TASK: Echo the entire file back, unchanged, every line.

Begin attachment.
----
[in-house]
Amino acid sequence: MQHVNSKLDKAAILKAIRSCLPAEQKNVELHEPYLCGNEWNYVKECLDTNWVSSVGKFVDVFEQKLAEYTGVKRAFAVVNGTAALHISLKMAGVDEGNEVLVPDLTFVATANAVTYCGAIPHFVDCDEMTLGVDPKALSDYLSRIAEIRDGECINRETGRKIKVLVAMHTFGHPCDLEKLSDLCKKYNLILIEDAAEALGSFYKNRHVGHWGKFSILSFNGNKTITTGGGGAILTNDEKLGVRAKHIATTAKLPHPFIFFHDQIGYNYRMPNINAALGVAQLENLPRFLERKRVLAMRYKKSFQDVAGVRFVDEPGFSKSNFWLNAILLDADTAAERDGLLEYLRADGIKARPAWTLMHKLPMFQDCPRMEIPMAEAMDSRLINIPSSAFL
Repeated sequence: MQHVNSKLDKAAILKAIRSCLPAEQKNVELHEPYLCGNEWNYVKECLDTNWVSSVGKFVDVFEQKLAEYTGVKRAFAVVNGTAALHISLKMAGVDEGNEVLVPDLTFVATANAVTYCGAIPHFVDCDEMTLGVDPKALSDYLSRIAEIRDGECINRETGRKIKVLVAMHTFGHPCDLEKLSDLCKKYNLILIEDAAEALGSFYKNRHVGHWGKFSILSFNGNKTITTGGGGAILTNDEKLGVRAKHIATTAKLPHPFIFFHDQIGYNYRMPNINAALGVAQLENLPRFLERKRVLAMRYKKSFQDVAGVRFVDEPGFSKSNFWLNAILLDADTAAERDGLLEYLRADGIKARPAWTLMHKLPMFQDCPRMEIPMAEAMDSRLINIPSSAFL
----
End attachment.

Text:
[in-house]
Amino acid sequence: MQHVNSKLDKAAILKAIRSCLPAEQKNVELHEPYLCGNEWNYVKECLDTNWVSSVGKFVDVFEQKLAEYTGVKRAFAVVNGTAALHISLKMAGVDEGNEVLVPDLTFVATANAVTYCGAIPHFVDCDEMTLGVDPKALSDYLSRIAEIRDGECINRETGRKIKVLVAMHTFGHPCDLEKLSDLCKKYNLILIEDAAEALGSFYKNRHVGHWGKFSILSFNGNKTITTGGGGAILTNDEKLGVRAKHIATTAKLPHPFIFFHDQIGYNYRMPNINAALGVAQLENLPRFLERKRVLAMRYKKSFQDVAGVRFVDEPGFSKSNFWLNAILLDADTAAERDGLLEYLRADGIKARPAWTLMHKLPMFQDCPRMEIPMAEAMDSRLINIPSSAFL
Repeated sequence: MQHVNSKLDKAAILKAIRSCLPAEQKNVELHEPYLCGNEWNYVKECLDTNWVSSVGKFVDVFEQKLAEYTGVKRAFAVVNGTAALHISLKMAGVDEGNEVLVPDLTFVATANAVTYCGAIPHFVDCDEMTLGVDPKALSDYLSRIAEIRDGECINRETGRKIKVLVAMHTFGHPCDLEKLSDLCKKYNLILIEDAAEALGSFYKNRHVGHWGKFSILSFNGNKTITTGGGGAILTNDEKLGVRAKHIATTAKLPHPFIFFHDQIGYNYRMPNINAALGVAQLENLPRFLERKRVLAMRYKKSFQDVAGVRFVDEPGFSKSNFWLNAILLDADTAAERDGLLEYLRADGIKARPAWTLMHKLPMFQDCPRMEIPMAEAMDSRLINIPSSAFL